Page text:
"The language that is spoken through the Seven Habits is so intuitive for the elementary school kids that it's a natural to be implemented into the very fabric of the school academics, and into the hallways," said Steve Hall, executive director of the Jordan Education Foundation.
The foundation has helped fund the program, which began with two schools Eastlake Elementary in South Jordan and Falcon Ridge Elementary in West Jordan back in 2009. Through fund-raising and donations from local businesses, the foundation is able to make available $5,000 to each participating school to fund the program.
The Seven Habits guide students in areas such as leadership, accountability, adaptability, communication and teamwork. Children learn to be proactive in their thinking and planning, to plan with an end result in mind, to set goals in academics and chart their course toward reaching those goals.
A charter school in North Carolina was the first to adapt the core principals almost a decade ago. Since then, Franklin Covey, a global performance improvement company based in Salt Lake City, has seen the program reach more than 1,000 schools in North America, and more than 100 schools on other continents, including Australia, Europe, South America and Asia.
"It was about a year ago when we really started promoting it internationally," said Bill McIntyre, vice president of International Business Development for Franklin Covey Education. "The Seven Habits are timeless principles and applicable in all cultures."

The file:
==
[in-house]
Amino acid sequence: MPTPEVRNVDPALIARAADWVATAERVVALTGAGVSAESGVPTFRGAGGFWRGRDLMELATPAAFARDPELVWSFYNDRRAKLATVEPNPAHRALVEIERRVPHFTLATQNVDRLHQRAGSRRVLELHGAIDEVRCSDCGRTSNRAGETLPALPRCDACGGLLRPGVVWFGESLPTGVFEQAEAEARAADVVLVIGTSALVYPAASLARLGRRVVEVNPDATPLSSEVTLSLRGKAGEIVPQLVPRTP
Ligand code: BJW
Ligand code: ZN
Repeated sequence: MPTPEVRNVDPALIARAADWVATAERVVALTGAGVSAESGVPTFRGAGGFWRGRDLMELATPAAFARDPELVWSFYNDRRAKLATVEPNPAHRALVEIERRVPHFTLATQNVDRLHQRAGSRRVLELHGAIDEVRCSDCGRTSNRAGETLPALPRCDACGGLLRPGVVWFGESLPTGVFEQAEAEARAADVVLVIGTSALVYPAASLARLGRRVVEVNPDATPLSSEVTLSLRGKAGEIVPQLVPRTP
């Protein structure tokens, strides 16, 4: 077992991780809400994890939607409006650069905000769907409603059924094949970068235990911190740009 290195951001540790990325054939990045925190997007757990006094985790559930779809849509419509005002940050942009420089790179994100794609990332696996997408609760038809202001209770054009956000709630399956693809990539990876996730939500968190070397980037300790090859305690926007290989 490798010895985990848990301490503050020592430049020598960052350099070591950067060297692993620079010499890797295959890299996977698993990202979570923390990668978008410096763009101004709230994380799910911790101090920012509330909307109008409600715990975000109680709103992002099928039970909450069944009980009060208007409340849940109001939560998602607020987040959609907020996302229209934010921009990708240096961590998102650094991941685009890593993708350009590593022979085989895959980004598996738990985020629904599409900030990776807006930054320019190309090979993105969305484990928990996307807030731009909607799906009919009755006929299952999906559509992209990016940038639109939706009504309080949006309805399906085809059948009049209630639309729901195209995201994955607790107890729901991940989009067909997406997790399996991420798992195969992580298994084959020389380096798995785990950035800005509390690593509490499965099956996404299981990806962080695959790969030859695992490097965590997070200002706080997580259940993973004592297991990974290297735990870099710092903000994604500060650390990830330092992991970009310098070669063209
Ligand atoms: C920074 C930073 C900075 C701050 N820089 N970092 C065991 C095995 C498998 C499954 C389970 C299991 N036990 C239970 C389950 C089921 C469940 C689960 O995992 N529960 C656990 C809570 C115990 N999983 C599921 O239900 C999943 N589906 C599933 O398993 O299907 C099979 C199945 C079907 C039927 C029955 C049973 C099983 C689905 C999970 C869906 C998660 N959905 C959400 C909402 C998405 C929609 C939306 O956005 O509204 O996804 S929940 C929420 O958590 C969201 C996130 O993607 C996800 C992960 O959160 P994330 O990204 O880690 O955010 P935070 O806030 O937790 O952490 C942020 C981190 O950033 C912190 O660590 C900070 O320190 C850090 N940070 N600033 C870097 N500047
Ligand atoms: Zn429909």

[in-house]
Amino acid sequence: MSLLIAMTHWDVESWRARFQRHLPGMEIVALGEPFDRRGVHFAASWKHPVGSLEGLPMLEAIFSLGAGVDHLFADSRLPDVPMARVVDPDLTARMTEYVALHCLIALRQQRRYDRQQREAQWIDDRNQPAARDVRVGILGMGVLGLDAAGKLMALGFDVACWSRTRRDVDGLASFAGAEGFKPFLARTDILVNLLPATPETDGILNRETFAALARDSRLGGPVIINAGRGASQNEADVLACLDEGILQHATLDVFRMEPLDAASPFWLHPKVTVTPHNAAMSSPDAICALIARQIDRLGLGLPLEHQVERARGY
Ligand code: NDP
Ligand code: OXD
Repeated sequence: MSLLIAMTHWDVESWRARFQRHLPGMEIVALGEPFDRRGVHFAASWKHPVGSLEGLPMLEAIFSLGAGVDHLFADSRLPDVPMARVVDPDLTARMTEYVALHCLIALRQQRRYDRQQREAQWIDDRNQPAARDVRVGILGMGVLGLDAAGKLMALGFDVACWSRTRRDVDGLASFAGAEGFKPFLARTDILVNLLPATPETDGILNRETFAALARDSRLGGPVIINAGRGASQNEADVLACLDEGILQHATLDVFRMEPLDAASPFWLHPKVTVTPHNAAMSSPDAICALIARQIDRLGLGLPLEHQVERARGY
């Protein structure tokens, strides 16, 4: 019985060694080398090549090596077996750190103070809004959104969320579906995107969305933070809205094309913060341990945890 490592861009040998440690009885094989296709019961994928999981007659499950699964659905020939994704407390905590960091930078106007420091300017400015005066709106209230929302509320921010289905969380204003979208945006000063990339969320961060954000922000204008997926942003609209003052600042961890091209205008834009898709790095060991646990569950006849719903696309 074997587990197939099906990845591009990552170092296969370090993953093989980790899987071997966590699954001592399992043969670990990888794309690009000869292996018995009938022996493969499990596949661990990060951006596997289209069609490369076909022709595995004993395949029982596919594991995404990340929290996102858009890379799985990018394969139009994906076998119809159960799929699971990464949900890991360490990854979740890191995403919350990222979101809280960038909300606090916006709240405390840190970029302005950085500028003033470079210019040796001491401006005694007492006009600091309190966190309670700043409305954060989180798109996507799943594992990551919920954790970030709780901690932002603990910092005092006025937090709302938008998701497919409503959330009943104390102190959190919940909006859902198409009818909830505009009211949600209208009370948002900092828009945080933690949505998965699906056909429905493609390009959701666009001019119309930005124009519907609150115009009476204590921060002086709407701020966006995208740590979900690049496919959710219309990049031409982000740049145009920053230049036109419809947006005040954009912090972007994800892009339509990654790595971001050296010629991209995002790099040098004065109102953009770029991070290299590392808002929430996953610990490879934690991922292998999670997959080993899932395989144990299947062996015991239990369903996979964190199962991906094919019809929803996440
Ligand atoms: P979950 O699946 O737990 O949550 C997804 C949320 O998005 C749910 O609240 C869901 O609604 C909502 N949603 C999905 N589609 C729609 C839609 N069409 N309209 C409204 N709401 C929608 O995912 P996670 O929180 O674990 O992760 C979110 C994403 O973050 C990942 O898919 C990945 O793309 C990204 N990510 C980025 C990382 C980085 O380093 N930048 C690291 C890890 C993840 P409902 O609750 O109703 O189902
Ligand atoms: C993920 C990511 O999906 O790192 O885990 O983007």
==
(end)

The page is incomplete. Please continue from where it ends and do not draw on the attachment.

About 30 educators from Brazil's Abril Group visited Eastlake Elementary earlier this month to get a first-hand look at how the program is implemented, and the results it yields.
Abril currently uses Leader In Me in a pilot school in Rio de Janeiro.
"In the group that came over were principals from several other schools, as well as the Under Secretary for the city of Rio de Janeiro," McIntyre said. "They were just trying to learn more about what the impact has been."
The program currently is designed for elementary school children, though McIntyre said the goal is to expand to middle school students.
Hall shared stories from teachers and administrators who support the program. They tell of students resolving conflicts peacefully without adult intervention, reduced number of office referrals for misbehavior, and parents' reports of their children coming home and completing homework before play time.
Hall said he believes the program is effective because it is not a "top-down" program mandated by the district. It's a teacher-driven program that the Jordan District would like to offer the program in each of its 51 elementary schools, if it can secure funding required to make that possible.
"The parents, the teacher, the principals see that it is working," Hall said. "It's exciting. You just have to tweak how you think, how you talk and how you transform your building.
"That's the key. Because that's when parents can get involved. Businesses can get involved. School community councils can get involved. PTAs can get involved. Because everyone is speaking the same language. And that's the goal."
Twenty-one schools in the Jordan District have incorporated The Leader In Me Program over the past three years.
The program, developed by Franklin Covey, is utilized in more than 1,000 schools in North America and more than 100 schools on other continents.
The program is aimed at helping students develop social and academic plans to help foster a better learning environment.